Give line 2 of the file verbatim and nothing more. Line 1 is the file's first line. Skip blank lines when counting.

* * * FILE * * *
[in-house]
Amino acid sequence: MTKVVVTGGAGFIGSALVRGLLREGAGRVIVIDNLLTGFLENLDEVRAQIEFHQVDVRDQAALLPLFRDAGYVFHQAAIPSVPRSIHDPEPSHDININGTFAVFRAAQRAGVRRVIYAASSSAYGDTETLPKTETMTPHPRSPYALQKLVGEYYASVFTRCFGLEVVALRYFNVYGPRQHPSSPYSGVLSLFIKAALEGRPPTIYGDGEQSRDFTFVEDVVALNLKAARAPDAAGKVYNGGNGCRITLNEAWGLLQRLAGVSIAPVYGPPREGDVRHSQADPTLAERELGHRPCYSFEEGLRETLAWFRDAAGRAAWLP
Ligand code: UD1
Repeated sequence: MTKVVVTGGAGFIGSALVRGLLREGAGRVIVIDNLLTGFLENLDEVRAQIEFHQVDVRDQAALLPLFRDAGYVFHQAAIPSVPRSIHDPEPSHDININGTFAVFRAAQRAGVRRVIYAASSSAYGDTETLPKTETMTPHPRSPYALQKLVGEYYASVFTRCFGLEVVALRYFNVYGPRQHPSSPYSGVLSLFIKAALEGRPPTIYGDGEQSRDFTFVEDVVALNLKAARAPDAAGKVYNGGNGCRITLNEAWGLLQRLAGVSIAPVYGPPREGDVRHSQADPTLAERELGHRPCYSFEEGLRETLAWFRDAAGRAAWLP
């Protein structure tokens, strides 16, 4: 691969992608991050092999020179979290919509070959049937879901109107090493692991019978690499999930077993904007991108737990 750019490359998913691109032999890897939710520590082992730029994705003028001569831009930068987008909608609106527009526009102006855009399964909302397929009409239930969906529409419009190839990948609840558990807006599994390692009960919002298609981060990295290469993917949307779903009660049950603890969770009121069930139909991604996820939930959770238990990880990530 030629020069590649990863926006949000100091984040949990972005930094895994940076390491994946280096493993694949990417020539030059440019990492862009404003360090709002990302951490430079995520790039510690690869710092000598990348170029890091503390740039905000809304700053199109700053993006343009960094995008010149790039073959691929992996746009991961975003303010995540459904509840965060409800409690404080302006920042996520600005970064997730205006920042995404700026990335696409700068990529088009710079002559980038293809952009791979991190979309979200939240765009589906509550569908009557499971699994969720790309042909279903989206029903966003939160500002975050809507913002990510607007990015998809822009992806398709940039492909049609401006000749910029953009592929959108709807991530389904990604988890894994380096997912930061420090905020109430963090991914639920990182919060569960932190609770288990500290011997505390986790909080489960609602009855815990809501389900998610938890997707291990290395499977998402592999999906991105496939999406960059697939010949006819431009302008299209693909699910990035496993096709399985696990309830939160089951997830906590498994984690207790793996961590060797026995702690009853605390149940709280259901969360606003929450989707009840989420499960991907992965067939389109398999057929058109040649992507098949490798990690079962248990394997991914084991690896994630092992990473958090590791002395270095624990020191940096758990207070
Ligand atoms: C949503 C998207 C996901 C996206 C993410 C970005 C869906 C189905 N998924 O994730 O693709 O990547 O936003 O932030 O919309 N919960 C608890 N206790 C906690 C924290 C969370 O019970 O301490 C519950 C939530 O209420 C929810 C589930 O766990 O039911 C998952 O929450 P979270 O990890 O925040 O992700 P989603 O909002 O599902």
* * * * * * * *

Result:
Amino acid sequence: MTKVVVTGGAGFIGSALVRGLLREGAGRVIVIDNLLTGFLENLDEVRAQIEFHQVDVRDQAALLPLFRDAGYVFHQAAIPSVPRSIHDPEPSHDININGTFAVFRAAQRAGVRRVIYAASSSAYGDTETLPKTETMTPHPRSPYALQKLVGEYYASVFTRCFGLEVVALRYFNVYGPRQHPSSPYSGVLSLFIKAALEGRPPTIYGDGEQSRDFTFVEDVVALNLKAARAPDAAGKVYNGGNGCRITLNEAWGLLQRLAGVSIAPVYGPPREGDVRHSQADPTLAERELGHRPCYSFEEGLRETLAWFRDAAGRAAWLP